Renal cell carcinoma cells.

Results from a phase 3 trial of patients with advanced renal cell carcinoma (RCC) presented this week at the American Society of Clinical Oncology (ASCO) Genitourinary Cancers Symposium and simultaneously published in The New England Journal of Medicine demonstrated that the first-line treatment regimen of lenvatinib, a vascular endothelial growth factor receptor (VEGFR) tyrosine kinase inhibitor, plus pembrolizumab, an anti–programmed cell death protein 1 (PD-1) monoclonal antibody, lengthened progression-free survival and overall survival compared with the standard-of-care treatment, sunitinib, a VEGFR tyrosine kinase inhibitor.

"This trial is a step forward in that it provides data that will assist in determining which combination of anti–PD-1 drug and VEGFR tyrosine kinase inhibitor may be effective as an alternative to nivolumab and ipilimumab for some patients," commented Dr. Alain Ravaud, MD, PhD, of Saint-André Hospital at the University Hospital Center Bordeaux, France, in his recent editorial published in The New England Journal of Medicine. "To date, scientific guidelines on this question have been lacking."

The phase 3 trial enrolled 1,069 patients with advanced RCC who had not received previous systemic therapy. Patients were randomized in a 1:1:1 ratio to receive 20 mg lenvatinib once daily in combination with 200 mg pembrolizumab once every 3 weeks; 18 mg lenvatinib once daily plus 5 mg everolimus once daily; or 50 mg sunitinib once daily, alternating four weeks receiving treatment and two weeks without treatment. The primary end point was progression-free survival, with secondary end points of overall survival, objective response rate, and safety.

Median progression-free survival was significantly longer with lenvatinib/pembrolizumab compared with sunitinib (23.9 vs. 9.2 months), as was overall survival (hazard ratio for death, 0.66). Median progression-free survival with lenvatinib/everolimus was also significantly longer compared with sunitinib (14.7 vs. 9.2 months); however, overall survival with lenvatinib/everolimus was not improved compared with sunitinib (hazard ratio for death, 1.15; 95% confidence interval, 0.88 to 1.50; P=0.30). Lenvatinib/pembrolizumab was superior to sunitinib for both objective response rate (71% vs 36%) and complete response rate (16% vs 4%), as was lenvatinib/everolimus compared with sunitinib (objective response rate, 54% vs 36%; complete response rate, 10% vs 4%).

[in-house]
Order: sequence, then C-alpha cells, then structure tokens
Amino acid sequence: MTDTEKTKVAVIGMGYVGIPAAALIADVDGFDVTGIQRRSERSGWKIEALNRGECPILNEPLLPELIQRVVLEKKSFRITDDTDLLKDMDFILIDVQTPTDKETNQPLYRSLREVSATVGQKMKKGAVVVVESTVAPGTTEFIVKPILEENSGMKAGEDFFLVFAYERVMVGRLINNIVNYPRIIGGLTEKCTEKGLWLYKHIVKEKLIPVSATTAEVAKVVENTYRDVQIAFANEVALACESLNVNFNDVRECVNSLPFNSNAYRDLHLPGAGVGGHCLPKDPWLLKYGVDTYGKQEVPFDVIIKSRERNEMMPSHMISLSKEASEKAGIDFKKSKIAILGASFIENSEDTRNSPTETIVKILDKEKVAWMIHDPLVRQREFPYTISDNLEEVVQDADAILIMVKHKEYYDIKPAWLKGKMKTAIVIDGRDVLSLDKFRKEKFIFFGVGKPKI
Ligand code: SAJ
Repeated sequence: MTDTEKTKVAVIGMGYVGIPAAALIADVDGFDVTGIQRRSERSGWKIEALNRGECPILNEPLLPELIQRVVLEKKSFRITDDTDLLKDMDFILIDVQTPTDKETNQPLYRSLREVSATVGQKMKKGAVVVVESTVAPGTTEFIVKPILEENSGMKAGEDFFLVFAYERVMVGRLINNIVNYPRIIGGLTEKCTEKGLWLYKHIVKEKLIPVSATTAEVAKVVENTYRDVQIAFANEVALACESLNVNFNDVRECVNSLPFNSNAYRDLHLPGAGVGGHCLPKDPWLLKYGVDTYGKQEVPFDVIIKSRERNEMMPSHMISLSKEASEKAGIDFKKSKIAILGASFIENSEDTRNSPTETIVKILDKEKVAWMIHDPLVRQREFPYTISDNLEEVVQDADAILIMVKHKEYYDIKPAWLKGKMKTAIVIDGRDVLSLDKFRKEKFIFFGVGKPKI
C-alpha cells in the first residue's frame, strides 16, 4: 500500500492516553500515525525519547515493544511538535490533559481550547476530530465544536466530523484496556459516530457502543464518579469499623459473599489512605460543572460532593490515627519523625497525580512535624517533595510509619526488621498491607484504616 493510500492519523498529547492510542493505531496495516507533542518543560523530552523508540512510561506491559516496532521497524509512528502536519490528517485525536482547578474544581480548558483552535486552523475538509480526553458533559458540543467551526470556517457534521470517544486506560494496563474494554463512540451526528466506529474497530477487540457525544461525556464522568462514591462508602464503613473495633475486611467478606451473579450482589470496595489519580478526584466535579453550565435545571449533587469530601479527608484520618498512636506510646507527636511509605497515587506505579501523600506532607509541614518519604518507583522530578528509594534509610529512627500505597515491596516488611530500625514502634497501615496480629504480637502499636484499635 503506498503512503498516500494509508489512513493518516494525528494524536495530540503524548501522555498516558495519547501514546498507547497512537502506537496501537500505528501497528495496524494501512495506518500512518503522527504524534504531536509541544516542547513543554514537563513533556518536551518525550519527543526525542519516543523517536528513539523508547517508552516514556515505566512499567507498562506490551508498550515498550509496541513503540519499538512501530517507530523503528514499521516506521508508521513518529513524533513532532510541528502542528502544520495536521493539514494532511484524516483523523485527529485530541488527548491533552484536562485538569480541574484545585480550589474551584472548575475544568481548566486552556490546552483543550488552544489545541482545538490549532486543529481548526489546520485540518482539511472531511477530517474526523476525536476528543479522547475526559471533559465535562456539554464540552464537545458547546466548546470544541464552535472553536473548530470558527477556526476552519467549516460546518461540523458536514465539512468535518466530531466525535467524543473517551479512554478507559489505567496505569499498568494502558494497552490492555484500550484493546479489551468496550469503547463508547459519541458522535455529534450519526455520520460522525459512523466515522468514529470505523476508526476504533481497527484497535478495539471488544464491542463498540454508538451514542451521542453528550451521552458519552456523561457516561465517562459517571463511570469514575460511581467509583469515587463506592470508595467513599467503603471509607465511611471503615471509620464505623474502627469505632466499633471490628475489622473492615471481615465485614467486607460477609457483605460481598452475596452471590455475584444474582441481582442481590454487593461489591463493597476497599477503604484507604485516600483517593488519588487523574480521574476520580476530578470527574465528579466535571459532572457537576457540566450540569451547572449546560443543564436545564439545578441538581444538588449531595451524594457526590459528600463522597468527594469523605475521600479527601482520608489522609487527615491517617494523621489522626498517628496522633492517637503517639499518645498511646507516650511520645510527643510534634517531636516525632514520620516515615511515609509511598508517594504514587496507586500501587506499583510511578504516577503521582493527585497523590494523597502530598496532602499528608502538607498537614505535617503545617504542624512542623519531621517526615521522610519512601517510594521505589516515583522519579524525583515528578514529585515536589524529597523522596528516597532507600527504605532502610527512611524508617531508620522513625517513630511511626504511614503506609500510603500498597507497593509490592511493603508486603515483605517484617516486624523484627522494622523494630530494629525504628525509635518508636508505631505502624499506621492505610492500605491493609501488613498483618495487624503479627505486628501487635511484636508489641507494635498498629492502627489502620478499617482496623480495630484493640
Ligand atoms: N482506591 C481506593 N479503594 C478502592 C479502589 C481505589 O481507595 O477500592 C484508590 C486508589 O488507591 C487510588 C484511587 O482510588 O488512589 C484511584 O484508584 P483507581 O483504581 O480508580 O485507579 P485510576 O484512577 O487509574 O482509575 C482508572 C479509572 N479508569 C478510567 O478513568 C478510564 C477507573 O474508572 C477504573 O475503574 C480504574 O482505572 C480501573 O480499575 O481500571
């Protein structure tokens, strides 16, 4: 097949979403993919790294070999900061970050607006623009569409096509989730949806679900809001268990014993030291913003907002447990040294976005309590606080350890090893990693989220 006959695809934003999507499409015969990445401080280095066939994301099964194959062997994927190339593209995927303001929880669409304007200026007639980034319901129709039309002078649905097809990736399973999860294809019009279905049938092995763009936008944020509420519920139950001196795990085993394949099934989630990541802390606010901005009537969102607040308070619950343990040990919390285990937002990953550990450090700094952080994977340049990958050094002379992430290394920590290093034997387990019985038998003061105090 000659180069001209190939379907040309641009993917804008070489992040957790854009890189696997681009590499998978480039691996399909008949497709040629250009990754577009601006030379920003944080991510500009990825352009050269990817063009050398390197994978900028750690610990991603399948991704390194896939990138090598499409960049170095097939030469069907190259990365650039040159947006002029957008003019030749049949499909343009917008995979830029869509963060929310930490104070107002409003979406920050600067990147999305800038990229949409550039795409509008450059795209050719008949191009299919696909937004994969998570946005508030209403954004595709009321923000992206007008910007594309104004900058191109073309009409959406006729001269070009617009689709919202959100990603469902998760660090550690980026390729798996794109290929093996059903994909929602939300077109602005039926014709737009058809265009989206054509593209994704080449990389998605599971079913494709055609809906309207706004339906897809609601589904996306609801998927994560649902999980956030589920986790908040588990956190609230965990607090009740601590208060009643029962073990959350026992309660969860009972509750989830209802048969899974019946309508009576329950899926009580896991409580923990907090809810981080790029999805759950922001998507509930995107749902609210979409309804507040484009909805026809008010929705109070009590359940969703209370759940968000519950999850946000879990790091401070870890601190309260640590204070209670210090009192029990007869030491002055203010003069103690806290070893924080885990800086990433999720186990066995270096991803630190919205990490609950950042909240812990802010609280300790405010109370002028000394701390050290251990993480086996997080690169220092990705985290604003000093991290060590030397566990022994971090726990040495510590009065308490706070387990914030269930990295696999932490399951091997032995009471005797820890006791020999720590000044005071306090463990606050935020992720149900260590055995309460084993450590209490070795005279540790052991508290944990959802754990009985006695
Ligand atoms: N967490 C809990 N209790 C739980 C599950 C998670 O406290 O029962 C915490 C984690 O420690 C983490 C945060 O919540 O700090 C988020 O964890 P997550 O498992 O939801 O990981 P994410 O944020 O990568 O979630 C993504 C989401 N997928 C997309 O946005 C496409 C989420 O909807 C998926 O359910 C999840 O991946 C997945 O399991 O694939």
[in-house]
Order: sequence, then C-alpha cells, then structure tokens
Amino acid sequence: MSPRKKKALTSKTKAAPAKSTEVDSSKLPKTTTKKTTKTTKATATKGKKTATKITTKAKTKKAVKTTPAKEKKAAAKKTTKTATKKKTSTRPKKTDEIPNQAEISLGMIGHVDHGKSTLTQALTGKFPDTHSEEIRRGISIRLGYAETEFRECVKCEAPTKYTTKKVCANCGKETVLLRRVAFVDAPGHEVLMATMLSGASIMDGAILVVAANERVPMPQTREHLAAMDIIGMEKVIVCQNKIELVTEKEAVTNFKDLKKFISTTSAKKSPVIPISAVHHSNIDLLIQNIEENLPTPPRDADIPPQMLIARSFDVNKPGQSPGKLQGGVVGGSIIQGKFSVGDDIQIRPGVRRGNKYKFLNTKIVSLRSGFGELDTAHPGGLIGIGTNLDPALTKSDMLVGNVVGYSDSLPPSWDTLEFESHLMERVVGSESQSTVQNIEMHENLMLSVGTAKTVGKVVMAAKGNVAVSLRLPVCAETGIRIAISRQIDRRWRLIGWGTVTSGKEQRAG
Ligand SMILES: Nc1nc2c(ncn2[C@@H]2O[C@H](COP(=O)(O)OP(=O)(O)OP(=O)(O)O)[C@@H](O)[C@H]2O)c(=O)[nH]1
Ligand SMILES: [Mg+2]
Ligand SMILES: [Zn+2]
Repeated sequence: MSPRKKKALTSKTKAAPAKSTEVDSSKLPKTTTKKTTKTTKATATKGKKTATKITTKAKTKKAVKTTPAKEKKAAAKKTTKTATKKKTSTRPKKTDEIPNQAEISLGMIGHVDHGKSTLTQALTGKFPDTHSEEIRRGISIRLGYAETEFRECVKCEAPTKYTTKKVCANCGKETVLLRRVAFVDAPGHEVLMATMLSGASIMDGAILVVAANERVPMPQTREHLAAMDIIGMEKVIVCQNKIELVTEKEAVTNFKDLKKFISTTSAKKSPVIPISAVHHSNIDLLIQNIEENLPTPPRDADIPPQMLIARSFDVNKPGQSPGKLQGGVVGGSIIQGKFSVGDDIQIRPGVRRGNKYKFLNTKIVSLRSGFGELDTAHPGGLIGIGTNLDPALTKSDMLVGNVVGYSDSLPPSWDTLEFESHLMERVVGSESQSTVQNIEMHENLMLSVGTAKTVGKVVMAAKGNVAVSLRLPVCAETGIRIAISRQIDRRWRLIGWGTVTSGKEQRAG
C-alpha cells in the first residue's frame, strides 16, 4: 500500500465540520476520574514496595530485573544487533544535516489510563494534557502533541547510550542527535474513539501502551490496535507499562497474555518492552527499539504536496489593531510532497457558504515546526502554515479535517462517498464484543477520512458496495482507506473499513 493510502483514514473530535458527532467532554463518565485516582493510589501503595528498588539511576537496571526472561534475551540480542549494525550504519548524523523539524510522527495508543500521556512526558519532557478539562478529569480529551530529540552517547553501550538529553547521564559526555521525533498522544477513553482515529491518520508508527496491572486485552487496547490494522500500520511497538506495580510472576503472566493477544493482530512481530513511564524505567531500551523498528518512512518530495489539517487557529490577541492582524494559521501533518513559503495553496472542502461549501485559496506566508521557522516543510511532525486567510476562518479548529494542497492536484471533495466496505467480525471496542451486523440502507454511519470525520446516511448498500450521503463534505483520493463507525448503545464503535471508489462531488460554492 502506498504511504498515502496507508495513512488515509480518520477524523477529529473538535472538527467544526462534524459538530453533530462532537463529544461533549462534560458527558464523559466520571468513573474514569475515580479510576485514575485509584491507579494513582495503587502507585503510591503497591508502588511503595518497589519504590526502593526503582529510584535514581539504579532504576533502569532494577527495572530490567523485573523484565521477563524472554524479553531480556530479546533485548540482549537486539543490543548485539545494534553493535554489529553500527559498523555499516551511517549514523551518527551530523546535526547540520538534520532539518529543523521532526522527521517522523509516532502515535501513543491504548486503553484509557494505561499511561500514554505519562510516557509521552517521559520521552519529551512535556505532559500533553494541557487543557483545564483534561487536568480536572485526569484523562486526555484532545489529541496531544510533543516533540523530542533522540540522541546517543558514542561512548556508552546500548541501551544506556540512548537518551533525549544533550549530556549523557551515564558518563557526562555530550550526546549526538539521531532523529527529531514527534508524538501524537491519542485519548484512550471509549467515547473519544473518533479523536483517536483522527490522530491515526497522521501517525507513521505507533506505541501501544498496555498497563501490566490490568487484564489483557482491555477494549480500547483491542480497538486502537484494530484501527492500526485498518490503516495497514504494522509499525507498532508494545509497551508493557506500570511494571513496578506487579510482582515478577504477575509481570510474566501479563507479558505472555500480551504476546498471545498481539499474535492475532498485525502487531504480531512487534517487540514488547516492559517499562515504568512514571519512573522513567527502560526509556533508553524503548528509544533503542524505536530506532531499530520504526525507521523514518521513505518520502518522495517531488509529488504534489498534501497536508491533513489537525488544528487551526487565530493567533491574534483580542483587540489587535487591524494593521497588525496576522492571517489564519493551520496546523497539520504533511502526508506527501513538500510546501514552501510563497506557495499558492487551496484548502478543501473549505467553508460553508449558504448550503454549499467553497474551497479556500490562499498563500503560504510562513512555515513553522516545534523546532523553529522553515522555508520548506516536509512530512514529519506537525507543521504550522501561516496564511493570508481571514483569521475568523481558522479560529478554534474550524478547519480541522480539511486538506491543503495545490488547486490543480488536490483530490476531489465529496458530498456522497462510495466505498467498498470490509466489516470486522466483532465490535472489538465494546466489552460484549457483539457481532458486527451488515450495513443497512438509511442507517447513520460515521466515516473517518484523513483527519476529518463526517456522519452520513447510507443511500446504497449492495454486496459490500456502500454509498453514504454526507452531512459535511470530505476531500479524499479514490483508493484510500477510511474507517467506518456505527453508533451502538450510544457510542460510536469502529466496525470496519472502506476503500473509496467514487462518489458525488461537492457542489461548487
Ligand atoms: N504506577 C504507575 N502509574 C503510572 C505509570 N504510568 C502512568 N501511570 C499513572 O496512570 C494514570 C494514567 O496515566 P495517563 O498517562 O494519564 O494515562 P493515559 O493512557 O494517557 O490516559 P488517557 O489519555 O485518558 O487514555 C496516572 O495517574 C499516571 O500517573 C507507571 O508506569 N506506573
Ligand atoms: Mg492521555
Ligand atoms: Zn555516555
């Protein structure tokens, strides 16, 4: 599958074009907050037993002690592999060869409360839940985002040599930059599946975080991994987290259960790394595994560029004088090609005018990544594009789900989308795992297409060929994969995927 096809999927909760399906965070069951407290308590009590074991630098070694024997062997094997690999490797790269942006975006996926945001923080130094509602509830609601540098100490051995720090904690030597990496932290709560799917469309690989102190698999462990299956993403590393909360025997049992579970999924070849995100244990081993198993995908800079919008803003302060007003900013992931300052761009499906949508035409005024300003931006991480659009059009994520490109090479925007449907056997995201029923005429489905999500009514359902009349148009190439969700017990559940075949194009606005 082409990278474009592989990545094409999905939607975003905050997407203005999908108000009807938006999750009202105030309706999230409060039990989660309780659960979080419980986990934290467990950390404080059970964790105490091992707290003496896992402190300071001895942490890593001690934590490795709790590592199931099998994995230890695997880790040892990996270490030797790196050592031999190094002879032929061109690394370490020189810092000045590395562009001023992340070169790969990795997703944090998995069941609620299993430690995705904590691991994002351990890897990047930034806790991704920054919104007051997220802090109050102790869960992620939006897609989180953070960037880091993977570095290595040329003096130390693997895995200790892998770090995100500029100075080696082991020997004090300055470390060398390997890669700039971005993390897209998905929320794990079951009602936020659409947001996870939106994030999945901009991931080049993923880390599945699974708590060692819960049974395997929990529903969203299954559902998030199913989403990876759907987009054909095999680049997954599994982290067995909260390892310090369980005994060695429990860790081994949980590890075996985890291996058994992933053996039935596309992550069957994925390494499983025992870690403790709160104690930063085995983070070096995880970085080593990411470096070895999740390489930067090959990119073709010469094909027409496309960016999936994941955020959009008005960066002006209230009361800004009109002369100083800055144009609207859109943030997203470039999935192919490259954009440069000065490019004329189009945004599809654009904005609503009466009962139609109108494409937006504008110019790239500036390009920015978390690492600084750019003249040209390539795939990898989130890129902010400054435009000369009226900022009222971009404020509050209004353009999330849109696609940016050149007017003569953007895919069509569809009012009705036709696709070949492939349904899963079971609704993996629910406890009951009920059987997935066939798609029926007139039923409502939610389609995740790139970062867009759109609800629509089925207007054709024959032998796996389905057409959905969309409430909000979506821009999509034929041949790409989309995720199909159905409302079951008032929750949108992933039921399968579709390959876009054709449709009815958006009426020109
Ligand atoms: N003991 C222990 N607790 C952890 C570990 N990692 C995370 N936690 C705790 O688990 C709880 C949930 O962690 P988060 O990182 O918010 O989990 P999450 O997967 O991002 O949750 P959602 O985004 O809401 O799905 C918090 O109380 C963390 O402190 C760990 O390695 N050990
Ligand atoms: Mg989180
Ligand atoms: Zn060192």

Grade 3 or higher treatment-related adverse events occurred in 82.4% of the patients who received lenvatinib/pembrolizumab, 83.1% of those who received lenvatinib/everolimus, and 71.8% of those who received sunitinib. The most common grade 3 or higher adverse events experienced by at least 10% of patients in any group included hypertension, diarrhea, and elevated lipase levels.

"Lenvatinib plus pembrolizumab group demonstrated significant improvements in progression-free survival, overall survival, and objective response rate versus sunitinib. Lenvatinib plus everolimus demonstrated significant improvements in progression-free survival and objective response rate versus sunitinib," concluded the study investigators, led by first author Robert J. Motzer, MD, Head of the Kidney Cancer Section at Memorial Sloan Kettering Cancer Center, in their abstract presented at the ASCO Genitourinary Cancers Symposium. "Safety was manageable and consistent with the known single-agent profiles."

For More Information

Motzer R, Alekseev B, Rha SY, et al (2021). Lenvatinib plus pembrolizumab or everolimus for advanced renal cell carcinoma. N Engl J Med. [Epub ahead of print] DOI:10.1056/NEJMoa2035716

Ravaud A (2021). A step ahead in metastatic renal cell carcinoma. N Engl J Med. [Epub ahead of print] DOI:10.1056/NEJMe2101777

Motzer RJ, Porta C, Eto M, et al (2021). Phase 3 trial of lenvatinib (LEN) plus pembrolizumab (PEMBRO) or everolimus (EVE) versus sunitinib (SUN) monotherapy as a first-line treatment for patients (pts) with advanced renal cell carcinoma (RCC) (CLEAR study). J Clin Oncol (Genitourinary Cancers Symposium Abstracts). Abstract 269. DOI:10.1200/JCO.2021.39.6_suppl.269

Image credit: Nephron. Licensed under CC BY-SA 3.0